The transverse flute---of which the modern flute is a prime example---is played by blowing across an opening at one end with the body of the flute extending to the right of the performer, rather than by blowing downward into a flute held vertically. In this article, you'll learn how to make a simple transverse flute out of PVC or CPVC that can play two octaves.
The raw materials and a finished PVC flute
Cut the PVC pipe to 15 9/16 inches. Sand the ends of the flute while holding it under running water to avoid breathing in the dust.
A diagram showing the location of the holes for this flute
Secure the pipe in the clamp. Mark the following measurements: 6 7/8 inches from the left end of the pipe, 8 inches from the left end of the pipe, 9 1/8 inches from the left end of the pipe, 10 ¾ inches from the left end of the pipe, 11 ½ inches from the left end of the pipe and 12 ¾ inches from the left end of the pipe. These measurements may seem very precise, but they will make your flute play in tune.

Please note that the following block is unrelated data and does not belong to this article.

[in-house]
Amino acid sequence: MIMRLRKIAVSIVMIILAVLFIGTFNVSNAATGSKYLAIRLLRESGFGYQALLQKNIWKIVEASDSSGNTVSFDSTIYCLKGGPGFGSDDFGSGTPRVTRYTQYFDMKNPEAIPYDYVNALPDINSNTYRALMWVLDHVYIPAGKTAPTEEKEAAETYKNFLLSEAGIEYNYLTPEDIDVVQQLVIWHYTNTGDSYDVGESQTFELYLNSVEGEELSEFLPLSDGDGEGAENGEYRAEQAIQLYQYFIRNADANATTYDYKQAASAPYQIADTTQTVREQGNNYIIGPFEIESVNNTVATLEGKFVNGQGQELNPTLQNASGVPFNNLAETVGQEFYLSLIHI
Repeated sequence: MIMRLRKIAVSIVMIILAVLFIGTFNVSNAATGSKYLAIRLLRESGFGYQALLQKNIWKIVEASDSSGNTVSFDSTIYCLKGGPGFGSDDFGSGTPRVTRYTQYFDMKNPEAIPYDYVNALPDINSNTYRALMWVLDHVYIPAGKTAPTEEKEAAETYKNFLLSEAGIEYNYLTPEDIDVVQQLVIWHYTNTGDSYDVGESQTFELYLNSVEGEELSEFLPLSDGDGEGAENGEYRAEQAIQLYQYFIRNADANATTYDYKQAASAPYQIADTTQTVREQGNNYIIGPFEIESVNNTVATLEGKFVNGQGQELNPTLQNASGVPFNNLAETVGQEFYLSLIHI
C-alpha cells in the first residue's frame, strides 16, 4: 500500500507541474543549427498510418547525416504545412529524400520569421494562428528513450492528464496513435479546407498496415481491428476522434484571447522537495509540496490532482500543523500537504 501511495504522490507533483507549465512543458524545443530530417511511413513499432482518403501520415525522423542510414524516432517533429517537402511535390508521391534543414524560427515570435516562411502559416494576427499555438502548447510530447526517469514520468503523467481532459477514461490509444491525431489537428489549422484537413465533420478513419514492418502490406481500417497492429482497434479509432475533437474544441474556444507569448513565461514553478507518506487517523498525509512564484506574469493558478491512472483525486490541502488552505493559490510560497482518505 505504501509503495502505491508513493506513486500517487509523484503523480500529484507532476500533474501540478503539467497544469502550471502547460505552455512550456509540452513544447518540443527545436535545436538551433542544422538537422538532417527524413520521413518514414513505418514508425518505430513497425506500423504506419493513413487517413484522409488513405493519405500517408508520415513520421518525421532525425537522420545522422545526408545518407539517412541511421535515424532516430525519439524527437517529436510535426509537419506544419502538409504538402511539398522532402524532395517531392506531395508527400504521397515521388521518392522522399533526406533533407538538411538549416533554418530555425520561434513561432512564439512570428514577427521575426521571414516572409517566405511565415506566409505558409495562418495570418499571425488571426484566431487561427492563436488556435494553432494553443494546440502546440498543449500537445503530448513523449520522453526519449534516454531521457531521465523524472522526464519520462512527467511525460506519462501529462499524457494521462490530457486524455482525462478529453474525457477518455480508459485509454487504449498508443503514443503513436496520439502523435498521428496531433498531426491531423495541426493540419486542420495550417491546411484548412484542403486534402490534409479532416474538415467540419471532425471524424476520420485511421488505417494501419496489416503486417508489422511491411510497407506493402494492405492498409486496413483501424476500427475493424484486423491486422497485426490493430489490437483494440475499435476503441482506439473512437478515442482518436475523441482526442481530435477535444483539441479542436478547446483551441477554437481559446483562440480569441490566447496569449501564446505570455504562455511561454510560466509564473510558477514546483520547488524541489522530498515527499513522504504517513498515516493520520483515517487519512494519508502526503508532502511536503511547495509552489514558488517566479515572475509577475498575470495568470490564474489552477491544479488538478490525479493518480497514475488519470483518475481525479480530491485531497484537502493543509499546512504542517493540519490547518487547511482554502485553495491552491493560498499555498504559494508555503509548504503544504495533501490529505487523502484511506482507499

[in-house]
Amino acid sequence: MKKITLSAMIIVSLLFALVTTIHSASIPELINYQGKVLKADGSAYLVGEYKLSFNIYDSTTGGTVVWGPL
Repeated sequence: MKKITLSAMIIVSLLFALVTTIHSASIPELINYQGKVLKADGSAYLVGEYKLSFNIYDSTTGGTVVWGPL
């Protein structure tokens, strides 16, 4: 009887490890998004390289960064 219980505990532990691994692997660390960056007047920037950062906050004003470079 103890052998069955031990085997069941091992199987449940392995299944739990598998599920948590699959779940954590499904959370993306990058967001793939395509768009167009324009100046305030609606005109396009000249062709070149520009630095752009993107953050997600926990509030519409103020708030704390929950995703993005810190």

Drill the following holes in the flute at the places marked above: 3/8-inch diameter hole at the 6 7/8 mark and the 8 mark. Drill a hole 11/32 inch in diameter at the 10 ¾ mark, a hole 7/16 inch in diameter at the 11 ½ mark and a hole 5/16 inch in diameter at the 12 ¾ mark.
Rotate the flute on the clamp 25 degrees and drill a hole 3/8 inch in diameter at the 9 1/8 mark.
Push the dowel through the flute to remove any bits of PVC left inside from the drilling. Wrap a small bit of sandpaper into a cylinder and use this to sand the insides of the holes very lightly.
Glue the cap for the pipe onto the left end and let dry. When the glue is dry, clamp the flute and drill a hole 7/16 inch in diameter through the cap and pipe body, starting 5/16 inch away from the end of the pipe. Sand the opening until smooth. Your flute is ready to play.
- Always wear safety glasses, gloves and a mask when sawing or sanding PVC pipe.